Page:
My first thought? That the title of Sunchunck's new album had to be an inside joke. You know, "Finally Here" as a follow-up to "L8," the Port power trio's long-promised and famously slow to arrive second album, which finally dropped in 2007, several months after its official record release party. Same deal with "Finally Here," which had been scheduled for a Spring release, and that would be of last year, but was also late to its own release party, available only as a digital download. The actual physical copy of the album will arrive, well, let's drive spellcheck crazy and say l8er. And, the truth is that the two albums are connected, but not in the obvious way: The title cut of the new album had been conceived of as a bookend, of sorts, to "L8," which, ostensibly, dealt with chronological lateness, a passive-aggressive stance against the world, but also dealt with the concept of psychological availability as its subtext. And "Finally Here" started as a response, as a commitment, a declaration, to be emotionally ready, to be finally, fully here, but a funny thing happened on the way to the recording studio.
Monday, May 23, 2011
Wednesday, May 18, 2011
Last time we saw Leslie Powell, she was being slaughtered and devoured by some seriously evil entities in “God of the Vampires,” the gory, gross-out flick by former Amesbury resident Rob Fitz that recently aired on the former WNDS-TV. Well, that’s not exactly true. Honestly, we just couldn’t take it. The film made us nostalgic for the sweetness and light and, in comparison, innocence of “Kill Bill, Volume Two” or any of the any of the titles from the equally enchanting “Hostel” series. But it looks like the Merrimac Street playwright is feeling better, good enough to land a spot in this year’s Boston Theater Marathon, as is Steve Faria, but, to be fair, no vampires treated him like dinner so he doesn’t really have anything to complain about. Not that they have special rules for scribblers who are devoured by vampires. Mmmmm … scribblers.
Tuesday, May 17, 2011
All together now: Duck! Because All Together Now, the long-running Beatles tribute band, is gonna throw everything they’ve got at you, all at once, when they turn up at the Firehouse this month. The band, which has been doing the Fab Four thing longer than those lovable, adorable Mop Tops did, will play its usual set of 40 tunes, each one paired with an original ATN video playing on the 12-by-18-foot screen in back of them. The quartet will also come at you with a five-camera shoot to document the show for a possible concert DVD in the future, as well as provide band and crowd shots for the big screen during the performance and, of course, the raw digital material for future videos. They’ll also be promoting “Hang in There,” a new album of original music that is soaked in the sound and sensibility of that fabled period, the Beatlemania era, although they won’t play anything from the album. That’s because people come out for the real thing or, yeah yeah yeah, in this case a close-your-mind-and-imagine recreation of the real thing, although you probably won’t want to look away because of the multimedia aspects of the show, like the vids and old-school commercials — Nancy Sinatra getting her boots walking for RC Cola, The Munsters shilling for Bit-O-Honey. Even, more on point, older Ringo and the Fab Four lite. That would be the Monkees doing a Pizza Hut ad. Besides, the album won’t be ready for the May 21 show. The full order is in transit and should be ready soon after the Port performance. But, for hardcore fans, they’ll have a special limited-edition, autographed version of the album, about 100 in all. Can anyone say collectible? The Firehouse show will also include a special guest appearance of Melissa Moore, wife of Tommy Moore. No, no. Not Tommy Moore, the 1960s Silver Beetles drummer (and if you know that little bit of trivia, then you’re too wrapped up in the whole Beatles business for your own good), but the bass player and founding member of All Together Now. She’s also the daughter of Les Harris Sr. and sister of Les Harris Jr., two of the most influential musicians to come out of the city, and the voice of the Newburyport Bank. If you’ve heard the commercials, or called the bank, you’ve heard her. She’s no Yoko. Or Linda, for that matter. Now, a collective sigh of relief from all you folks who remember “Don’t Worry Kyoko” from the Live Peace In Toronto album. There will be no Moptop missus caterwauling, but there will be a bit of the adventurous spirit Ono represented, with Moore singing backup as well as playing a couple, well, unusual instruments — more on that later — making her “our ace in the hole, our secret weapon,” says Moore.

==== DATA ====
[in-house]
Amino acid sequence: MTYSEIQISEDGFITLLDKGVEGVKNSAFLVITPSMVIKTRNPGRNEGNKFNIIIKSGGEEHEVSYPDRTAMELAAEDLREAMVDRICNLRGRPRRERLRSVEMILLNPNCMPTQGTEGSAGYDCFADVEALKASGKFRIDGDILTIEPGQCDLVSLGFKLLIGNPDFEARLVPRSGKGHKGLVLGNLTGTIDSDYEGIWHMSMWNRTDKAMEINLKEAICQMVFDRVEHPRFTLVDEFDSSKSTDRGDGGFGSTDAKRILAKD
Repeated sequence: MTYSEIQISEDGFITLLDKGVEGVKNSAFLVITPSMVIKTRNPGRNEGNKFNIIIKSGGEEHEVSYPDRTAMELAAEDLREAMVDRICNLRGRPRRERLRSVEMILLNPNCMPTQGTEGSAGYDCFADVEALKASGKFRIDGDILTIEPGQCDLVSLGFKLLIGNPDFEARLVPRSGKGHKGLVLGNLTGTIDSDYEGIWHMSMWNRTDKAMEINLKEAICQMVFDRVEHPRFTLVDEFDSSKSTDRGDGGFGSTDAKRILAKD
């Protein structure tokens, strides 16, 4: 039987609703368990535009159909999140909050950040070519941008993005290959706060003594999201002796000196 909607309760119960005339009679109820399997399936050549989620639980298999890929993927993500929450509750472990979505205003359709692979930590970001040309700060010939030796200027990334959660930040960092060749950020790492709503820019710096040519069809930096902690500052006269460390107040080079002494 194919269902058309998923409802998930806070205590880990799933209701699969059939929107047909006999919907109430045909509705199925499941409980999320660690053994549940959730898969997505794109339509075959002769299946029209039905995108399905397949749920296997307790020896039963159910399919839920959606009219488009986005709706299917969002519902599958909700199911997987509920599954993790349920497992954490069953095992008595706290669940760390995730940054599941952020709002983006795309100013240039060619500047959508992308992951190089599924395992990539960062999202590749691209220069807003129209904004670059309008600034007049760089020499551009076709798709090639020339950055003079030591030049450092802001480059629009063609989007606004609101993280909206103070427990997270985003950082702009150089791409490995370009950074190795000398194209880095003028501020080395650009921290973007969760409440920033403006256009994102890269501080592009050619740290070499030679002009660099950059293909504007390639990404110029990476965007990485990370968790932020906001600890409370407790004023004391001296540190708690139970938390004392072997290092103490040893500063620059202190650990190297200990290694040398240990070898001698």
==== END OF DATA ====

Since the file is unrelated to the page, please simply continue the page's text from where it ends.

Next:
Tuesday, May 3, 2011
The kids from "Peanuts" have been taking it on the chin a lot lately, particularly at the hands of "The Family Guy," mostly notably when everybody's favorite blockhead shows up at a Peanuts reunion with a skanky crackwhore. He's got tats, multiple piercings and, more significantly, a major habit. Which is the reason that Snoopy isn't there with him. Old Chuck apparently supplied the drugs that did in both Snoopy and Woodstock. In other bits, we find out that Marcy and Peppermint Patty are lovers. No surprise there, really. That irritating Lucy van Pelt gets a well-deserved boot in the butt by both Peter and Lois in separate episodes when she tries to pull the football away at the last minute. We also learn the real cause of Violet's bladder infections, don't we, Pigpen? But Bert V. Royal's "Dog Sees God: Confessions of a Teenage Blockhead," a so-called "unauthorized parody" that, word of warning, probably requires a longer attention span than "Family Guy" bits, imagines the iconic characters of Charles M. Schultz as students in high school, although the names have been changed to protect the innocent — or, at least, to protect the authors from copyright lawsuits.